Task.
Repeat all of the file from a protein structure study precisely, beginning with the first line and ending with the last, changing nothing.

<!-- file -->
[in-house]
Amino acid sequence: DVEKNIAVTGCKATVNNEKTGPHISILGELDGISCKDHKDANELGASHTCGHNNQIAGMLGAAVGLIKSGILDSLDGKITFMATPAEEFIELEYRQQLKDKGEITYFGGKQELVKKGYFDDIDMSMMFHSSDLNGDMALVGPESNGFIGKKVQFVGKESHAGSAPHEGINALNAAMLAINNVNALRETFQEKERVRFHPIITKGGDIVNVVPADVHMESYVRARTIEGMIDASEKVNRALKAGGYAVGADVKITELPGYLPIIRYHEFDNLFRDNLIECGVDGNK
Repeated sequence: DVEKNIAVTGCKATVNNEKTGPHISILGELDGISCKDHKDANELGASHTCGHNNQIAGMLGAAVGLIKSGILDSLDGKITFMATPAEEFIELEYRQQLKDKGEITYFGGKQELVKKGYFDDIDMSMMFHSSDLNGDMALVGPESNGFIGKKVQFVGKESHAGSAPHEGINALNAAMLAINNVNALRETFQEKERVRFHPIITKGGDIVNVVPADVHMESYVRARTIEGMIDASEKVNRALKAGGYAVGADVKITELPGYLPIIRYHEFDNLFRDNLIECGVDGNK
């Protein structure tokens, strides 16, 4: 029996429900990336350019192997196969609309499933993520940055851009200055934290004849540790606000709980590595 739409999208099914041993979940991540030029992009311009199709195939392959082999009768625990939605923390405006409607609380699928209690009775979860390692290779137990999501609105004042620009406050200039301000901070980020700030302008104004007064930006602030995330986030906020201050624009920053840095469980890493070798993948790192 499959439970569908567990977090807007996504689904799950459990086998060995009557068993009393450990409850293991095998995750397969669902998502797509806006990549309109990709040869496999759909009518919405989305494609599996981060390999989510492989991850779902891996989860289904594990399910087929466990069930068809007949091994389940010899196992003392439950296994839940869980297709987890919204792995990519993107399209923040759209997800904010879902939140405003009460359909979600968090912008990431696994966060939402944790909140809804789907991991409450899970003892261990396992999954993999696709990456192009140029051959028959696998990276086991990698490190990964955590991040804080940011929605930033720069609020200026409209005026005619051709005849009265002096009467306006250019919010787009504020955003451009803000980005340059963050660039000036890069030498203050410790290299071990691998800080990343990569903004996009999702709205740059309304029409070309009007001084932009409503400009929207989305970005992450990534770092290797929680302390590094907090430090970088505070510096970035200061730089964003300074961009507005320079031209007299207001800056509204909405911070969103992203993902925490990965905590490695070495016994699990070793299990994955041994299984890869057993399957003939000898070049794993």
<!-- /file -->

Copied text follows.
[in-house]
Amino acid sequence: DVEKNIAVTGCKATVNNEKTGPHISILGELDGISCKDHKDANELGASHTCGHNNQIAGMLGAAVGLIKSGILDSLDGKITFMATPAEEFIELEYRQQLKDKGEITYFGGKQELVKKGYFDDIDMSMMFHSSDLNGDMALVGPESNGFIGKKVQFVGKESHAGSAPHEGINALNAAMLAINNVNALRETFQEKERVRFHPIITKGGDIVNVVPADVHMESYVRARTIEGMIDASEKVNRALKAGGYAVGADVKITELPGYLPIIRYHEFDNLFRDNLIECGVDGNK
Repeated sequence: DVEKNIAVTGCKATVNNEKTGPHISILGELDGISCKDHKDANELGASHTCGHNNQIAGMLGAAVGLIKSGILDSLDGKITFMATPAEEFIELEYRQQLKDKGEITYFGGKQELVKKGYFDDIDMSMMFHSSDLNGDMALVGPESNGFIGKKVQFVGKESHAGSAPHEGINALNAAMLAINNVNALRETFQEKERVRFHPIITKGGDIVNVVPADVHMESYVRARTIEGMIDASEKVNRALKAGGYAVGADVKITELPGYLPIIRYHEFDNLFRDNLIECGVDGNK
């Protein structure tokens, strides 16, 4: 029996429900990336350019192997196969609309499933993520940055851009200055934290004849540790606000709980590595 739409999208099914041993979940991540030029992009311009199709195939392959082999009768625990939605923390405006409607609380699928209690009775979860390692290779137990999501609105004042620009406050200039301000901070980020700030302008104004007064930006602030995330986030906020201050624009920053840095469980890493070798993948790192 499959439970569908567990977090807007996504689904799950459990086998060995009557068993009393450990409850293991095998995750397969669902998502797509806006990549309109990709040869496999759909009518919405989305494609599996981060390999989510492989991850779902891996989860289904594990399910087929466990069930068809007949091994389940010899196992003392439950296994839940869980297709987890919204792995990519993107399209923040759209997800904010879902939140405003009460359909979600968090912008990431696994966060939402944790909140809804789907991991409450899970003892261990396992999954993999696709990456192009140029051959028959696998990276086991990698490190990964955590991040804080940011929605930033720069609020200026409209005026005619051709005849009265002096009467306006250019919010787009504020955003451009803000980005340059963050660039000036890069030498203050410790290299071990691998800080990343990569903004996009999702709205740059309304029409070309009007001084932009409503400009929207989305970005992450990534770092290797929680302390590094907090430090970088505070510096970035200061730089964003300074961009507005320079031209007299207001800056509204909405911070969103992203993902925490990965905590490695070495016994699990070793299990994955041994299984890869057993399957003939000898070049794993």